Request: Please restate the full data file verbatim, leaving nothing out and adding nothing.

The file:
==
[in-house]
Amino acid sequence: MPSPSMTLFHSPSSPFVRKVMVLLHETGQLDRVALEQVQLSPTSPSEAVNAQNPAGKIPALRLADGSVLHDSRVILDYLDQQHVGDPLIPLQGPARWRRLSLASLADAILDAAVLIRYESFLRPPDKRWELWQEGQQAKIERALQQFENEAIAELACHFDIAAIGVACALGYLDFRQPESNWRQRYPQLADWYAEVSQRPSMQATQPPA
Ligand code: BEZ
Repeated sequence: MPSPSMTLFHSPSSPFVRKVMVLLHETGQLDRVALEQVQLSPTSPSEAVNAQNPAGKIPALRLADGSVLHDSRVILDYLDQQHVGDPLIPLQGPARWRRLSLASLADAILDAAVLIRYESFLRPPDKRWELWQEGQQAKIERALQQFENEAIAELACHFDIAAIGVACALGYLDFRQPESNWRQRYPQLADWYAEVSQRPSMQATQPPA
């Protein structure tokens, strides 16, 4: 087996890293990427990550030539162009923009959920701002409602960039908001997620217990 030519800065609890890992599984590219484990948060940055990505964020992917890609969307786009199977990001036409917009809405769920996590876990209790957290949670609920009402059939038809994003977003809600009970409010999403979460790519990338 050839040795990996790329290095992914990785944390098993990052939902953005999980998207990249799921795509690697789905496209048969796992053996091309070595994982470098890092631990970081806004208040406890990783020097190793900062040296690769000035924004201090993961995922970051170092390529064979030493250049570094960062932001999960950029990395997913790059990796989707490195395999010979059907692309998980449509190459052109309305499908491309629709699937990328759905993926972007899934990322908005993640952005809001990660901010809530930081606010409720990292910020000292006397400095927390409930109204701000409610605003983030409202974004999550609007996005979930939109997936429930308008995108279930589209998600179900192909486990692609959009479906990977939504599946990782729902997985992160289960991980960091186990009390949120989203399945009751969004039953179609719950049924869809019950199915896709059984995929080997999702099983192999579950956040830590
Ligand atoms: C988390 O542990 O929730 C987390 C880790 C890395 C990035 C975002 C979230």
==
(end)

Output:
[in-house]
Amino acid sequence: MPSPSMTLFHSPSSPFVRKVMVLLHETGQLDRVALEQVQLSPTSPSEAVNAQNPAGKIPALRLADGSVLHDSRVILDYLDQQHVGDPLIPLQGPARWRRLSLASLADAILDAAVLIRYESFLRPPDKRWELWQEGQQAKIERALQQFENEAIAELACHFDIAAIGVACALGYLDFRQPESNWRQRYPQLADWYAEVSQRPSMQATQPPA
Ligand code: BEZ
Repeated sequence: MPSPSMTLFHSPSSPFVRKVMVLLHETGQLDRVALEQVQLSPTSPSEAVNAQNPAGKIPALRLADGSVLHDSRVILDYLDQQHVGDPLIPLQGPARWRRLSLASLADAILDAAVLIRYESFLRPPDKRWELWQEGQQAKIERALQQFENEAIAELACHFDIAAIGVACALGYLDFRQPESNWRQRYPQLADWYAEVSQRPSMQATQPPA
């Protein structure tokens, strides 16, 4: 087996890293990427990550030539162009923009959920701002409602960039908001997620217990 030519800065609890890992599984590219484990948060940055990505964020992917890609969307786009199977990001036409917009809405769920996590876990209790957290949670609920009402059939038809994003977003809600009970409010999403979460790519990338 050839040795990996790329290095992914990785944390098993990052939902953005999980998207990249799921795509690697789905496209048969796992053996091309070595994982470098890092631990970081806004208040406890990783020097190793900062040296690769000035924004201090993961995922970051170092390529064979030493250049570094960062932001999960950029990395997913790059990796989707490195395999010979059907692309998980449509190459052109309305499908491309629709699937990328759905993926972007899934990322908005993640952005809001990660901010809530930081606010409720990292910020000292006397400095927390409930109204701000409610605003983030409202974004999550609007996005979930939109997936429930308008995108279930589209998600179900192909486990692609959009479906990977939504599946990782729902997985992160289960991980960091186990009390949120989203399945009751969004039953179609719950049924869809019950199915896709059984995929080997999702099983192999579950956040830590
Ligand atoms: C988390 O542990 O929730 C987390 C880790 C890395 C990035 C975002 C979230």